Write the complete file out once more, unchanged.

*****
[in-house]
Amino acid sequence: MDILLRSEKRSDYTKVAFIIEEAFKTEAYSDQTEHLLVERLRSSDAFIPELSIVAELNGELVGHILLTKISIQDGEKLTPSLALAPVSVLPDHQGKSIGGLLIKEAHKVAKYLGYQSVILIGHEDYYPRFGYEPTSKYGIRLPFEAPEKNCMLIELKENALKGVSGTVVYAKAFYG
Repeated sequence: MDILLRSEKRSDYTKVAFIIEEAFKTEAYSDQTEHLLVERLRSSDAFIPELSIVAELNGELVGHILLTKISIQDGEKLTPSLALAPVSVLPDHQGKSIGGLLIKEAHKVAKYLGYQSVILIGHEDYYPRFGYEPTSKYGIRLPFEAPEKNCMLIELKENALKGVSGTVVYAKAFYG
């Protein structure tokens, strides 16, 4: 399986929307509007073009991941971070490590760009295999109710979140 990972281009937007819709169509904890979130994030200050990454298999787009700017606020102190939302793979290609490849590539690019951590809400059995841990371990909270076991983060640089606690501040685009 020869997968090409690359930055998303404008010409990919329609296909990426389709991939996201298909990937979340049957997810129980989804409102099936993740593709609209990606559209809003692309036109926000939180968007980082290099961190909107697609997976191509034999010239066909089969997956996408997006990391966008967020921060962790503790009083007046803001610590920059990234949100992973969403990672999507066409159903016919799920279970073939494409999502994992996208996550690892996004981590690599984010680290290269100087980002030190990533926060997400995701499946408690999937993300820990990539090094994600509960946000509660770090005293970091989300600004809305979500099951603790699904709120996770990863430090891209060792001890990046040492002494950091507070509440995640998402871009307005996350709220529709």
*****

[in-house]
Amino acid sequence: MDILLRSEKRSDYTKVAFIIEEAFKTEAYSDQTEHLLVERLRSSDAFIPELSIVAELNGELVGHILLTKISIQDGEKLTPSLALAPVSVLPDHQGKSIGGLLIKEAHKVAKYLGYQSVILIGHEDYYPRFGYEPTSKYGIRLPFEAPEKNCMLIELKENALKGVSGTVVYAKAFYG
Repeated sequence: MDILLRSEKRSDYTKVAFIIEEAFKTEAYSDQTEHLLVERLRSSDAFIPELSIVAELNGELVGHILLTKISIQDGEKLTPSLALAPVSVLPDHQGKSIGGLLIKEAHKVAKYLGYQSVILIGHEDYYPRFGYEPTSKYGIRLPFEAPEKNCMLIELKENALKGVSGTVVYAKAFYG
């Protein structure tokens, strides 16, 4: 399986929307509007073009991941971070490590760009295999109710979140 990972281009937007819709169509904890979130994030200050990454298999787009700017606020102190939302793979290609490849590539690019951590809400059995841990371990909270076991983060640089606690501040685009 020869997968090409690359930055998303404008010409990919329609296909990426389709991939996201298909990937979340049957997810129980989804409102099936993740593709609209990606559209809003692309036109926000939180968007980082290099961190909107697609997976191509034999010239066909089969997956996408997006990391966008967020921060962790503790009083007046803001610590920059990234949100992973969403990672999507066409159903016919799920279970073939494409999502994992996208996550690892996004981590690599984010680290290269100087980002030190990533926060997400995701499946408690999937993300820990990539090094994600509960946000509660770090005293970091989300600004809305979500099951603790699904709120996770990863430090891209060792001890990046040492002494950091507070509440995640998402871009307005996350709220529709």